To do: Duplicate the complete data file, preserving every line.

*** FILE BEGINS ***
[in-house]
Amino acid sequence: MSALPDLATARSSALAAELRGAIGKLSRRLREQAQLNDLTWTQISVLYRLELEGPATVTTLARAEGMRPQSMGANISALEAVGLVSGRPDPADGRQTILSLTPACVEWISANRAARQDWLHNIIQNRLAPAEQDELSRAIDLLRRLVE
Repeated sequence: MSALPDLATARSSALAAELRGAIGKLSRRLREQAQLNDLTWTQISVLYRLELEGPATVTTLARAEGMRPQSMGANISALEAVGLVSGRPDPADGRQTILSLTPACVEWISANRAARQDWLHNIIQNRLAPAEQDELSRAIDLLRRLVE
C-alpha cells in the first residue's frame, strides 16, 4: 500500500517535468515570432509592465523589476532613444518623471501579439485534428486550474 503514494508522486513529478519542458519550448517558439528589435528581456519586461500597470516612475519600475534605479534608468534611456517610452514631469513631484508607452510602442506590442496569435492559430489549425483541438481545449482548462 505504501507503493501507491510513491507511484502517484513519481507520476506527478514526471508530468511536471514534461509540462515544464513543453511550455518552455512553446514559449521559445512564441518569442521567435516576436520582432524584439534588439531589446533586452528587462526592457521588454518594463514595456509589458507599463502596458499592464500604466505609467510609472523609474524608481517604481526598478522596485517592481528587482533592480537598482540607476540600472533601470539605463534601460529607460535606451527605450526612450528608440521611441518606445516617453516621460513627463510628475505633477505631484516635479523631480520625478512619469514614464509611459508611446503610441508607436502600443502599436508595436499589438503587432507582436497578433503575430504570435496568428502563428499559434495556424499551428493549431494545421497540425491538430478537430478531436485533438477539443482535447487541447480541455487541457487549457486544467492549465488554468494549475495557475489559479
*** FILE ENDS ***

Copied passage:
[in-house]
Amino acid sequence: MSALPDLATARSSALAAELRGAIGKLSRRLREQAQLNDLTWTQISVLYRLELEGPATVTTLARAEGMRPQSMGANISALEAVGLVSGRPDPADGRQTILSLTPACVEWISANRAARQDWLHNIIQNRLAPAEQDELSRAIDLLRRLVE
Repeated sequence: MSALPDLATARSSALAAELRGAIGKLSRRLREQAQLNDLTWTQISVLYRLELEGPATVTTLARAEGMRPQSMGANISALEAVGLVSGRPDPADGRQTILSLTPACVEWISANRAARQDWLHNIIQNRLAPAEQDELSRAIDLLRRLVE
C-alpha cells in the first residue's frame, strides 16, 4: 500500500517535468515570432509592465523589476532613444518623471501579439485534428486550474 503514494508522486513529478519542458519550448517558439528589435528581456519586461500597470516612475519600475534605479534608468534611456517610452514631469513631484508607452510602442506590442496569435492559430489549425483541438481545449482548462 505504501507503493501507491510513491507511484502517484513519481507520476506527478514526471508530468511536471514534461509540462515544464513543453511550455518552455512553446514559449521559445512564441518569442521567435516576436520582432524584439534588439531589446533586452528587462526592457521588454518594463514595456509589458507599463502596458499592464500604466505609467510609472523609474524608481517604481526598478522596485517592481528587482533592480537598482540607476540600472533601470539605463534601460529607460535606451527605450526612450528608440521611441518606445516617453516621460513627463510628475505633477505631484516635479523631480520625478512619469514614464509611459508611446503610441508607436502600443502599436508595436499589438503587432507582436497578433503575430504570435496568428502563428499559434495556424499551428493549431494545421497540425491538430478537430478531436485533438477539443482535447487541447480541455487541457487549457486544467492549465488554468494549475495557475489559479